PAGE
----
In light of the massive amount of waste produced annually, we as a global community need to rethink our approach to consumption and increasingly shift our mindset from a linear "take, make, and dispose" school of thought to "reduce, reuse, and recycle," thus creating a circular, self-perpetuating economy.
In the U.S. alone, over 17 billion pounds of office furniture and equipment is sent to landfill every year. This waste is typically a result of necessary changes like moving, branch closures or revitalization projects. The furniture needs to be removed or replaced but it is what's being done with the furniture or, "F", waste that is the problem.
Years ago, Archbishop Desmond Tutu counselled us not to get discouraged by disheartening news headlines. Instead, think of them as a to-do list for changing the world, he said. As we look to 2017, we're taking that advice, focusing on positive outcomes and galvanized communities instead of lamenting past events.
The number of Passive House units in North America has quadrupled in the last year, from 500 to over 2,000 units, and a quarter of these are in Vancouver alone. Once the projects on the books are completed, North America will boast nearly 2 million square feet of certified Passive House buildings, three times more than in 2015.
You have probably bought forest products like lumber for a home reno or notepaper for school supplies and wondered how your purchase affects the forest it came from. You may feel guilty, but you shouldn't if the forest products you buy are harvested sustainably and certified to internationally recognized standards.
I'm just going to come right out and say it: I think Americans have a lot to be concerned about unless, among other things, they don't care about their freedom to choose and their basic human rights. Have you been paying attention to Donald Trump's nominees? Do you know what they believe in and stand for? I have been keeping up with his picks and their platforms. And let me tell you, unless I was an affluent, white, heterosexual, conservative Christian man, I'd be more than a little nervous.
It was a chance to hear from some of the many victims of Monsanto and how that company has affected every level of our lives: from the food we put into our bodies and the issues associated with genetically modified organisms (GMOs) and the glyphosate-based herbicide Roundup, to the adverse impacts its corporate greed has on poverty and food security.
Building a high performance, low carbon economy is a major economic opportunity and a vital environmental responsibility for Canada. As a diverse group of leaders from different sectors and regions across the country, we applaud your initiative in developing the Pan-Canadian Framework for Clean Growth and Climate Change.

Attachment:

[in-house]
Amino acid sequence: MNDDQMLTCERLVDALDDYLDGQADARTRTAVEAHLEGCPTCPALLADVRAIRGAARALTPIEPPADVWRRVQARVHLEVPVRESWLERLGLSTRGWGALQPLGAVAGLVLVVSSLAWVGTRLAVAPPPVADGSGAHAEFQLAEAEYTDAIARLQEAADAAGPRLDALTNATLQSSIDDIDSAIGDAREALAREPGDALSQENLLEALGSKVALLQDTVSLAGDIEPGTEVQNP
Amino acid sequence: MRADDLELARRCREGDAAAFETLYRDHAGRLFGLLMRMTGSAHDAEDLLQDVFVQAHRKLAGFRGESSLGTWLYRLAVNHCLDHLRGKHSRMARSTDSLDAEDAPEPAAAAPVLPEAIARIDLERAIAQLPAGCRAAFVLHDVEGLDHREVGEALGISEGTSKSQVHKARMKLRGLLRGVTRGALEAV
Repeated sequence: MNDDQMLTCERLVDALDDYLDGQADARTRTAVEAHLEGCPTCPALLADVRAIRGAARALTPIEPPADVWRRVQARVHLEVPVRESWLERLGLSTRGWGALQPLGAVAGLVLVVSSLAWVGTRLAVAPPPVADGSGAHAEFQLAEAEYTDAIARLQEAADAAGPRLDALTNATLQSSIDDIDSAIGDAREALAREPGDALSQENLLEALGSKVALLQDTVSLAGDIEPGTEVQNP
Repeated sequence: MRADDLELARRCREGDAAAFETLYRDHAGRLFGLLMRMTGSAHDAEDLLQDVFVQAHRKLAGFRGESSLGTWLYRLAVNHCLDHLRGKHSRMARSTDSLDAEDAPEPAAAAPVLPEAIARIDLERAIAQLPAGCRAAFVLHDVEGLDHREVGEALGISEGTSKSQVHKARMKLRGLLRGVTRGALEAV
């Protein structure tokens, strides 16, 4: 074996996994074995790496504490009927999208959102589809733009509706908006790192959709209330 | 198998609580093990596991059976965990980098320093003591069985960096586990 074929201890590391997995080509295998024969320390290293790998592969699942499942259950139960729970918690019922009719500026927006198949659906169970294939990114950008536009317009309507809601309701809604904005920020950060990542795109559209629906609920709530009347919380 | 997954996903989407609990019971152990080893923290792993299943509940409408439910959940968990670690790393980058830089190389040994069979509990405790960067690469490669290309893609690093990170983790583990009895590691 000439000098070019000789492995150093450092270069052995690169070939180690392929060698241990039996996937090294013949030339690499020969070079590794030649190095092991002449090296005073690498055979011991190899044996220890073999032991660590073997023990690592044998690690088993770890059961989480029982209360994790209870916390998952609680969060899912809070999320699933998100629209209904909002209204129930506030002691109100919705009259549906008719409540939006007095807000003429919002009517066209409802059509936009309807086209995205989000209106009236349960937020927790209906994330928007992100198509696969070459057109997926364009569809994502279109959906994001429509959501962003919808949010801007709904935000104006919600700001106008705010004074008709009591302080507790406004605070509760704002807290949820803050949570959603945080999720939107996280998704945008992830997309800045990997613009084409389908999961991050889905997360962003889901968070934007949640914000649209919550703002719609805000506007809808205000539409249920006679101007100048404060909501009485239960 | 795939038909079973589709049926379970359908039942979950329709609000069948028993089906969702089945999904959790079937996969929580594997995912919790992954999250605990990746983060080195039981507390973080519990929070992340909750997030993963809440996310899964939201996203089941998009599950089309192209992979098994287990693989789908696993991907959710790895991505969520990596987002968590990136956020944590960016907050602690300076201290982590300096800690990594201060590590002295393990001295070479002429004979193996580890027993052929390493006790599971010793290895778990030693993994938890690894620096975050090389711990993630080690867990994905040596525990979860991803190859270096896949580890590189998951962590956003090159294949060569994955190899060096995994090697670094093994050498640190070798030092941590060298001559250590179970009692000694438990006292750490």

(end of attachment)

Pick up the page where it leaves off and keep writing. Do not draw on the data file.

You don't need a high paying job with a high profile company, nor do you need to invent the next big revolutionary green technology. In fact, you can make a very decent living and achieve a comfortable degree of wealth while working in the environmental area and living a low impact lifestyle. I know because... well, I know people who have done it.
According to Environment and Climate Change Minister Catherine McKenna, phasing out coal will reduce emissions in Canada by five megatonnes. That's great news, but it's soured when you remember that the government just approved the Pacific Northwest LNG project, which is expected to add 11.5 to 14.0 megatonnes worth of emissions each year.
Clean air, water and soil to grow food are necessities of life. So are diverse plant and animal populations. But as the human population continues to increase, animal numbers are falling. Habitat degradation and destruction, hunting and overfishing, the illegal wildlife trade, invasive species, disease, pollution and climate change are causing an extinction crisis unlike any since dinosaurs disappeared 65 million years ago.
Canadians send more than nine million tonnes of garbage to landfills every year -- an estimated 35 per cent of that waste is packaging from food and consumer goods. And not all packaging waste makes it to the dump. Scientists have sounded the alarm about pop can holders and grocery bags polluting our waterways and oceans
Engaging all of your senses to commune with nature sounds a bit hokey. But it is part of a growing movement that recognizes green space is more than just lungs for the Earth. Nature is also vital to the well-being of people -- not just hippies -- and hard science shows it can help address real health concerns.
The first is coping with the inexorable trend towards urbanization. By 2036, over 60 per cent of the world's population will reside in cities. The burgeoning number of urban dwellers worldwide will put pressure on city governments in areas ranging from housing to services, infrastructure to transportation.